It may be past time for New York State Attorney General Eric Schneiderman to walk away from Residential Mortage Backed Securities working group (RMBS) and point it out for the sham that it is. It’s just not working and perhaps never was intended to “work”, from Anna Cuevas at Huffington Post:
Not only have they not done anything, they also have no dedicated website, address, or telephone number. Under the arm of the Department of Justice and U.S. Attorney General Eric Holder, the Group planned to have 30 employees within the first few weeks — however, as of this date, the only names associated with the Group are the co-chairs: Lanny Breuer, Stuart Delery, Robert Khuzami, John Walsh, and Eric Schneiderman. While the president deemed that this group would “speed assistance” to homeowners, that assistance has thus far been exceedingly slow or non-existent. [..]
Questions remain and need to be answered. The Residential Mortgage-Backed Securities Working Group is the sixth group formed by the administration to address the foreclosure crisis and provide relief to homeowners. Unfortunately, this group, like the others, is not seeing the urgency of the matter — that is, if they do, in fact, exist and are something more than a public relations announcement. As it appears, the new Residential Mortgage-Backed Securities Working Group is not working — they don’t even have a place to work from.
Schneiderman tried to put a positive spin on this circle jerk but it’s not easing the growing skepticism. From David Dayen at FDL News Desk:
My point on this was always that the President’s appropriation request and $6 will get you a very expensive cup of coffee at my local Intelligentsia café (seriously, $6 for a cup of coffee?). Presidential budget requests are as ignored in Washington as pledges to not accept lobbyist money, or marital vows. The request didn’t mean anything, and the House Republicans currently putting together the budget were highly unlikely to honor it.
Sure enough, yesterday, the Justice, Science and Commerce appropriations bill, the proper venue for this additional $55 million request, came up for a vote. Maxine Waters tried to include the appropriation for the RMBS working group. And it failed pretty badly. [..]
there’s no chance that the working group gets anything close to this kind of money for at least 4 months, and in all likelihood not at all.
It’s just another example of how the protestations about the legitimacy of the working group fall apart when subjected to the slightest scrutiny.
At naked capitalism, Yves Smith was even more critical of the task force and Schneiderman’s “performance” on Up with Chris Hayes:
The point is that (Iowa AG Tom) Miller was a convenient stooge for the Administration. His job was to maintain the pretense that the effort he was leading was in the public’s interest and moving ahead at a good clip. These weren’t very easy lies to sell and Miller wasn’t very good at pedaling them, but that didn’t matter much. His job was to keep up a certain level of background noise.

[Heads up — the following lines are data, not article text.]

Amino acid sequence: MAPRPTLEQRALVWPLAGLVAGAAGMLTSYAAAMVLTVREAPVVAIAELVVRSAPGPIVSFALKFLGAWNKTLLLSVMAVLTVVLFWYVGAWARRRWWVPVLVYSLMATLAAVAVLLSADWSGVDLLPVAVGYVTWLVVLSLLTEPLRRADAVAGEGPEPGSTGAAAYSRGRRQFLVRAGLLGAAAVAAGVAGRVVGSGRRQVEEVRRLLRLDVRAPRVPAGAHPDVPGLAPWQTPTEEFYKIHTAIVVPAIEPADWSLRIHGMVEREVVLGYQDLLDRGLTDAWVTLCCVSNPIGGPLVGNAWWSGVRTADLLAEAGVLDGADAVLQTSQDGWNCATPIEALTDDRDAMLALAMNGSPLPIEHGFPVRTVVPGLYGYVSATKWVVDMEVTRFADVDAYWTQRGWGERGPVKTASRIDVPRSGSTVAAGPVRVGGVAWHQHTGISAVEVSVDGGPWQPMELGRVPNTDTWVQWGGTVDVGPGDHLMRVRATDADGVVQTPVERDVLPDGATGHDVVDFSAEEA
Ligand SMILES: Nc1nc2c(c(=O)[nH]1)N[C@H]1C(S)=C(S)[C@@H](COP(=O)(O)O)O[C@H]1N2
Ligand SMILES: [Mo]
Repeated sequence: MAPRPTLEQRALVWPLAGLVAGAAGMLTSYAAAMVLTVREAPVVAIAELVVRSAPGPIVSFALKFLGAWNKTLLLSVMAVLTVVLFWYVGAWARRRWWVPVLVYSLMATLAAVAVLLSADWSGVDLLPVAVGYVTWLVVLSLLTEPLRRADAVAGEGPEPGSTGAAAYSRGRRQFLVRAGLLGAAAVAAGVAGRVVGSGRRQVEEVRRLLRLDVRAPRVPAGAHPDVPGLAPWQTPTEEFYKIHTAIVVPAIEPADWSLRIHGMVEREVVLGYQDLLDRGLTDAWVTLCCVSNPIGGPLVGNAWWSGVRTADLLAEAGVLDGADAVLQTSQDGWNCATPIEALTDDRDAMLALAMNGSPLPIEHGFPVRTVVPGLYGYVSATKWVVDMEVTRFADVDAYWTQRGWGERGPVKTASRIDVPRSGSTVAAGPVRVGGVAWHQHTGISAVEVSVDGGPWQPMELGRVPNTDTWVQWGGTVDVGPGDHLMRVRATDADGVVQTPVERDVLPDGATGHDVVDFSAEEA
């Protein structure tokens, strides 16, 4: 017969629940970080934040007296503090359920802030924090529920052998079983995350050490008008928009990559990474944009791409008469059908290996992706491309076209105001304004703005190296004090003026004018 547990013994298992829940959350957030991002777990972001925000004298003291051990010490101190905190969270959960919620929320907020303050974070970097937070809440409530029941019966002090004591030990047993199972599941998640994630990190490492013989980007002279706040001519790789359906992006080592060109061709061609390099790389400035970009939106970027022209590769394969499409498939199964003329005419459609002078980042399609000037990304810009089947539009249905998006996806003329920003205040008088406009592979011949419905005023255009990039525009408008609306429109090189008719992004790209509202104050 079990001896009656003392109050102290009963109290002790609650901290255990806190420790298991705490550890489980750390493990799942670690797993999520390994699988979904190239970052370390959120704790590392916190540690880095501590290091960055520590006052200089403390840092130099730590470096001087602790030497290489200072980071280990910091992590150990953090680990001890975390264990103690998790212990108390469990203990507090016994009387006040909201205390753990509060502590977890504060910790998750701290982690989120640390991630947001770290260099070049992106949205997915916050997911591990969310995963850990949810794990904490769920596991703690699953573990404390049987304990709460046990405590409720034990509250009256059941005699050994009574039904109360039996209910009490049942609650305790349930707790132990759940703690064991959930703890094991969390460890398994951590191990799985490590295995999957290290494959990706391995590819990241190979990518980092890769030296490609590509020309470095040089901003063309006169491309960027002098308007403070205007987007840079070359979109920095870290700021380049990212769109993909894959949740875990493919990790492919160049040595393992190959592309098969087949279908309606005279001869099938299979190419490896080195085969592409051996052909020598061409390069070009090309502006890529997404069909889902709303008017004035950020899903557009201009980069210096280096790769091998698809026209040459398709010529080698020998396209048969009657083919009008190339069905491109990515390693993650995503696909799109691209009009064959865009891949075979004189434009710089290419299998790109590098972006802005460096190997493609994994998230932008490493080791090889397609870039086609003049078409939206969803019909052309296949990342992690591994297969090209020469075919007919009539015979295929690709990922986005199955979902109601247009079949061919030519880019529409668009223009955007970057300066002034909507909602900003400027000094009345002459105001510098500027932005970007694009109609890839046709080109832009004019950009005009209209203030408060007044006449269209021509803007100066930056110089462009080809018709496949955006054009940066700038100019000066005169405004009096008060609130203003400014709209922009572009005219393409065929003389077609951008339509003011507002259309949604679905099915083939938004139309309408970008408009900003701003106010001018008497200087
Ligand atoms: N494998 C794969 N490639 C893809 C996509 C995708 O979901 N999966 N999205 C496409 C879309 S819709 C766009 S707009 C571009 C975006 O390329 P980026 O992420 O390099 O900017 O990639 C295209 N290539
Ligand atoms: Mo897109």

But nothing was going to happen unless the Administration wanted it to happen, and for some reason, the powers that be decided in late 2011 that a mortgage settlement would be a useful election talking point. So they saddled up and pushed the foundering deal over the line.
Now that the Administration has traded up from the unknown Miller to the soi disant “Man the Banks Fear Most” Eric Schneiderman, we have the instructive spectacle of watching Schneiderman look more and more Miller-like with every passing day. Admittedly, Schneiderman is far more skilled at passing off Administration canards than Miller, and is also trusted by many progressives, so he can probably run on brand fumes for quite a while. [..]
Schneiderman may be able to get away with this longer than he should, particularly since the plan is likely to be to file a couple of headline-getting but not-seriously-threatening-to-the-banking-oligarchs cases in the weeks before the election. He seems not to have noticed how the Administration has been quick to cast aside its operatives when they are no longer of use to them. In case he has managed not to notice how he is being played, expect him to have a rude awakening by the election.
Read Yves entire article, it’s a scathingly realistic assessment of the Obama administration, the RMBS (could that abbreviation be more appropriate?) and Schneiderman. If Schneiderman doesn’t walk away from this joke, he will lose what little credibility he has left which, at this point, isn’t much.